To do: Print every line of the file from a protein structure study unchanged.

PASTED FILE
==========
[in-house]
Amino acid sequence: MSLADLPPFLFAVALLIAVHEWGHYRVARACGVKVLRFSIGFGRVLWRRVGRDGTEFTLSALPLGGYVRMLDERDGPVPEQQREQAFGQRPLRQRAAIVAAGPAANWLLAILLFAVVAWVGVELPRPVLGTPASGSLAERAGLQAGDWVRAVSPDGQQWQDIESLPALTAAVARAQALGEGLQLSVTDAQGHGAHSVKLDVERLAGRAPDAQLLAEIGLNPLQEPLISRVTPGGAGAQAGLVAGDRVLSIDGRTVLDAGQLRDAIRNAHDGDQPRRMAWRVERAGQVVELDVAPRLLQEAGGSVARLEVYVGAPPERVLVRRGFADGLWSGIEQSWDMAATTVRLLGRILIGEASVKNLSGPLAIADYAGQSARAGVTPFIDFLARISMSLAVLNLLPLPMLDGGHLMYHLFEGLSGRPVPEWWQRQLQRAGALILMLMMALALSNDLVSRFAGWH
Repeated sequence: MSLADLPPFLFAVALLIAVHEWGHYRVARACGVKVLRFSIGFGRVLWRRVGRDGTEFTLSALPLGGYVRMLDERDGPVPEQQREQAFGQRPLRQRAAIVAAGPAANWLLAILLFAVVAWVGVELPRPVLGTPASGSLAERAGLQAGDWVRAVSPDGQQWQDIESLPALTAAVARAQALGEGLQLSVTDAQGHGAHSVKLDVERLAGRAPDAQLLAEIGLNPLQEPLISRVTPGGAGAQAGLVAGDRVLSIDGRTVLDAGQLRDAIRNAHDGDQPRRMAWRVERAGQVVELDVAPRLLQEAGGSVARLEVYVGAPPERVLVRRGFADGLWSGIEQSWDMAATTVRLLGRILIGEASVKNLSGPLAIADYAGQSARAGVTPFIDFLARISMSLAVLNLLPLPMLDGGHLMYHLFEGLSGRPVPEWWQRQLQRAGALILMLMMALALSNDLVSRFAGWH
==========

[in-house]
Amino acid sequence: MSLADLPPFLFAVALLIAVHEWGHYRVARACGVKVLRFSIGFGRVLWRRVGRDGTEFTLSALPLGGYVRMLDERDGPVPEQQREQAFGQRPLRQRAAIVAAGPAANWLLAILLFAVVAWVGVELPRPVLGTPASGSLAERAGLQAGDWVRAVSPDGQQWQDIESLPALTAAVARAQALGEGLQLSVTDAQGHGAHSVKLDVERLAGRAPDAQLLAEIGLNPLQEPLISRVTPGGAGAQAGLVAGDRVLSIDGRTVLDAGQLRDAIRNAHDGDQPRRMAWRVERAGQVVELDVAPRLLQEAGGSVARLEVYVGAPPERVLVRRGFADGLWSGIEQSWDMAATTVRLLGRILIGEASVKNLSGPLAIADYAGQSARAGVTPFIDFLARISMSLAVLNLLPLPMLDGGHLMYHLFEGLSGRPVPEWWQRQLQRAGALILMLMMALALSNDLVSRFAGWH
Repeated sequence: MSLADLPPFLFAVALLIAVHEWGHYRVARACGVKVLRFSIGFGRVLWRRVGRDGTEFTLSALPLGGYVRMLDERDGPVPEQQREQAFGQRPLRQRAAIVAAGPAANWLLAILLFAVVAWVGVELPRPVLGTPASGSLAERAGLQAGDWVRAVSPDGQQWQDIESLPALTAAVARAQALGEGLQLSVTDAQGHGAHSVKLDVERLAGRAPDAQLLAEIGLNPLQEPLISRVTPGGAGAQAGLVAGDRVLSIDGRTVLDAGQLRDAIRNAHDGDQPRRMAWRVERAGQVVELDVAPRLLQEAGGSVARLEVYVGAPPERVLVRRGFADGLWSGIEQSWDMAATTVRLLGRILIGEASVKNLSGPLAIADYAGQSARAGVTPFIDFLARISMSLAVLNLLPLPMLDGGHLMYHLFEGLSGRPVPEWWQRQLQRAGALILMLMMALALSNDLVSRFAGWH